Polisario is probably feeling even more frustrated after the European Parliament’s Committee on Fisheries adopted the fisheries agreement by a large majority.
The separatist group’s news agency reported on January 21 that the “battle for the preservation of the Sahrawi natural resources will be a decisive factor of pressure” on Morocco.
Polisario had already contested the fisheries and agriculture agreement after describing the adoption of the agriculture deal as “illegal.”
The Polisario Front also claimed that the EU Parliament has violated EU Court of Justice’s ruling, which decided in February 2018 that the fisheries deal between the EU and Morocco would only be valid if it did not include Western Sahara and its waters.
The court also ruled on December 21, 2016, that the previous agreement between EU and Morocco, signed in 2012, on the mutual liberalization of the trade of agricultural and fishing products did not apply to the territory of Western Sahara.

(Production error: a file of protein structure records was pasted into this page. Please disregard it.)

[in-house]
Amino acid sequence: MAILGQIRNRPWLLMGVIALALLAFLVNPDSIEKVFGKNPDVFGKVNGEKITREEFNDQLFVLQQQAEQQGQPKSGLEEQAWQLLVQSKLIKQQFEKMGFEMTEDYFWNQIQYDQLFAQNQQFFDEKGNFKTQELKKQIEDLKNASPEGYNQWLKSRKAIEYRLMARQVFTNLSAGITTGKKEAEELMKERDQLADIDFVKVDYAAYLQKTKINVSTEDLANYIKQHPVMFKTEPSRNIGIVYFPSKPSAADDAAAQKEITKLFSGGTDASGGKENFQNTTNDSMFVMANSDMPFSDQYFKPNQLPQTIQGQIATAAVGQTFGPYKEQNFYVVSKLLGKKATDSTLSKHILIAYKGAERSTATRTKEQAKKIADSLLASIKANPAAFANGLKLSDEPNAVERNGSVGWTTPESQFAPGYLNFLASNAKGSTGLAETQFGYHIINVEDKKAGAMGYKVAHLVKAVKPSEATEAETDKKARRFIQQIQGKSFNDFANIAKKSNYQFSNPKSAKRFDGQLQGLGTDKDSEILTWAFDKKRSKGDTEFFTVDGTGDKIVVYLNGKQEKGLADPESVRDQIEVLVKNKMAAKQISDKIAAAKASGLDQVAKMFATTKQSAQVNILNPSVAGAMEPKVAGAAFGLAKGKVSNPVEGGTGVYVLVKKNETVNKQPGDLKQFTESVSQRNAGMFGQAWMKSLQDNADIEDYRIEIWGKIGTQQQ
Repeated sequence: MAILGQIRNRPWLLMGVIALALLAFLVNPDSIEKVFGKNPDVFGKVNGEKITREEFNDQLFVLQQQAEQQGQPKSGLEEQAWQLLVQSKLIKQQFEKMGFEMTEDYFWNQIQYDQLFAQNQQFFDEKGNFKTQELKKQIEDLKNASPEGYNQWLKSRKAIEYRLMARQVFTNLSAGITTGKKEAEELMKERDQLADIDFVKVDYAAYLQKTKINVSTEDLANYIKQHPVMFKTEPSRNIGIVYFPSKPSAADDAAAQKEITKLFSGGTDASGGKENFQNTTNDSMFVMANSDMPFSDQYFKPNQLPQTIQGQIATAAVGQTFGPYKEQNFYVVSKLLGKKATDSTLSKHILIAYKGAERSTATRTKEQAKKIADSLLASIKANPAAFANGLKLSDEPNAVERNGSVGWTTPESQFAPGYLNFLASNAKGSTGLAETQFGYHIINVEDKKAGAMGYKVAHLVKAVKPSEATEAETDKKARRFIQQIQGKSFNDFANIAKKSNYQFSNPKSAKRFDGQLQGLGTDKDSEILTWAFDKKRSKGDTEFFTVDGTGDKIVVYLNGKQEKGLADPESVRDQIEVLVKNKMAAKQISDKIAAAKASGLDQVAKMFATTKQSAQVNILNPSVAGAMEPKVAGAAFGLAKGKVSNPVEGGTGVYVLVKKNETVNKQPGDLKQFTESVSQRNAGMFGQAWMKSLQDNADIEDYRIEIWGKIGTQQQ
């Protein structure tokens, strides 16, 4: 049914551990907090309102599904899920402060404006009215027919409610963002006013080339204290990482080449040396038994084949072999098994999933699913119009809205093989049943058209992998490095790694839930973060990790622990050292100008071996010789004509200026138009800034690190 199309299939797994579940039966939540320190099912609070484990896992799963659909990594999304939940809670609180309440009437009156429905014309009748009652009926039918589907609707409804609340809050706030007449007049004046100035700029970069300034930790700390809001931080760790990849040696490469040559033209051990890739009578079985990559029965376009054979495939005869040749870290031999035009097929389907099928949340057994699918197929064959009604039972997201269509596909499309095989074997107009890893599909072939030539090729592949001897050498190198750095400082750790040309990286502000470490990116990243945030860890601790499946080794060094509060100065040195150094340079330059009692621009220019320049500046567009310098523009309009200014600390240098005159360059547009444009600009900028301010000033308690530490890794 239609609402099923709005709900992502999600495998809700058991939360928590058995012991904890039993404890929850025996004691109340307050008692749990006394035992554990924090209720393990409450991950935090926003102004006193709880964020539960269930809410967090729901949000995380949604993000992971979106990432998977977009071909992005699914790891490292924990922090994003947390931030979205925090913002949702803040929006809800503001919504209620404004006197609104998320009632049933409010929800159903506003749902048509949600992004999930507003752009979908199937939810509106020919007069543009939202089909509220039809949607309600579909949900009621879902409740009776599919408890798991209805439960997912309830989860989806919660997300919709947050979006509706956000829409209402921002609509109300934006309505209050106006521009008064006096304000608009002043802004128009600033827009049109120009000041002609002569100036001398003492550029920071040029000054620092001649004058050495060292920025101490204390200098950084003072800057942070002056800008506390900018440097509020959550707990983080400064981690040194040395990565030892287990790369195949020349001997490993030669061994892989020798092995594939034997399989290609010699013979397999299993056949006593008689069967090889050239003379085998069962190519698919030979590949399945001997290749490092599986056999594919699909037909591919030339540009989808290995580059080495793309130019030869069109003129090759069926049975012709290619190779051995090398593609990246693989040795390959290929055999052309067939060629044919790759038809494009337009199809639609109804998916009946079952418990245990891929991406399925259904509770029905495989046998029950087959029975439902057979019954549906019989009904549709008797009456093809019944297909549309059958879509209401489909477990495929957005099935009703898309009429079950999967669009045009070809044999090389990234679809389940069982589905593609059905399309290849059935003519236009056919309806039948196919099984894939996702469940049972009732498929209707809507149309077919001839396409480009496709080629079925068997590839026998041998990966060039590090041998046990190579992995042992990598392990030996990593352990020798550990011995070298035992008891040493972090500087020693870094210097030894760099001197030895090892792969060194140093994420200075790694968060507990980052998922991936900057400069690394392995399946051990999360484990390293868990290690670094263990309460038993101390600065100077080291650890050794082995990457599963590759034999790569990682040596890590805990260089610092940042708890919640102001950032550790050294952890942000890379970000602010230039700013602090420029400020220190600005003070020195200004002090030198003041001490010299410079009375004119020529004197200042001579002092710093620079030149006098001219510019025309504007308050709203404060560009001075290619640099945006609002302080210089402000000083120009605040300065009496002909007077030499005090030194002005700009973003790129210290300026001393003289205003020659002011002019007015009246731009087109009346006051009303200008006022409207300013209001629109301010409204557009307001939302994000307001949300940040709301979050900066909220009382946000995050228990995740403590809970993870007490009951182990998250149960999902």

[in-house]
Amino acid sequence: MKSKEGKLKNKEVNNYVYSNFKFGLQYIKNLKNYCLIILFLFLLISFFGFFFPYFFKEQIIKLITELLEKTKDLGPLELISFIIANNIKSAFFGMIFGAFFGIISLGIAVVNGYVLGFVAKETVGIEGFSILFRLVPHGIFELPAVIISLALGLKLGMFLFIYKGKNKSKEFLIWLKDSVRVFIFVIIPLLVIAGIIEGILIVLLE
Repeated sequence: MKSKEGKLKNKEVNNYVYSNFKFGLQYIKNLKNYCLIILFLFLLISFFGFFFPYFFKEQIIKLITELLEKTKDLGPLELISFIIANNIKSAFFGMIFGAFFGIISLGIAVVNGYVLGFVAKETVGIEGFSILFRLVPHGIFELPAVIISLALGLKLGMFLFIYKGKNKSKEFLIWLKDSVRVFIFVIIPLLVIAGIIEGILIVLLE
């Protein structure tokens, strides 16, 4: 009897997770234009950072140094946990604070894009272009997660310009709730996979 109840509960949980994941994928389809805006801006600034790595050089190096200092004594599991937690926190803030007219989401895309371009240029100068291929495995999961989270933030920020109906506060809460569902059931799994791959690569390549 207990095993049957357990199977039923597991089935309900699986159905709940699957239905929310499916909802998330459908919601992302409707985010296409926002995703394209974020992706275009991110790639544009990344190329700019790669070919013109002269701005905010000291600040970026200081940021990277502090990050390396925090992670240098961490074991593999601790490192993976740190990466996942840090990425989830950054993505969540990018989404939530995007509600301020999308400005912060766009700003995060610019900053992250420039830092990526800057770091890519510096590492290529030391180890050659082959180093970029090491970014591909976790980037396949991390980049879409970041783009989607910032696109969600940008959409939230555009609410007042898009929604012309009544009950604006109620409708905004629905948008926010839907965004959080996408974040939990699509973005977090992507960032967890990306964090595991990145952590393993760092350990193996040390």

Morocco, however, made its position clear that it would not sign an agreement if it excluded its southern provinces from the deals.
The Moroccan government says it will not compromise its sovereignty over the region.
The EU adopted the agriculture agreement on January 16, deeming the European court not to have authority over trade agreements.
A logical continuation of EU-Morocco relationship
After the adoption of the agriculture deal, the European Parliament’s Committee on Fisheries also adopted the fisheries agreement between Morocco and the EU today.
The agreement received 17 votes in favor of the fisheries deal while 7 voted against.
Polisario has long claimed that Morocco is “exploiting” natural resources in the regions. Local Sahrawis, however, petitioned against Polisario’s allegations, emphasizing the benefits of the agreement on the development of the region.
“The southern provinces are now ranked above the national average for human development indicators,” they wrote in the petition.
Morocco’s Minister of Fisheries Aziz Akhannouch said that the deals create 66,000 job opportunities in the southern provinces under the Moroccan Green Plan and the Halieutis plan.
In a statement to Maghreb Arab Press (MAP), former Ambassador of Morocco to the EU Ahmed Reda Chami said that the vote of the committee “is a logical continuation of recent positive developments in the Morocco-EU partnership.”
The former EU official made his remarks today in Brussels.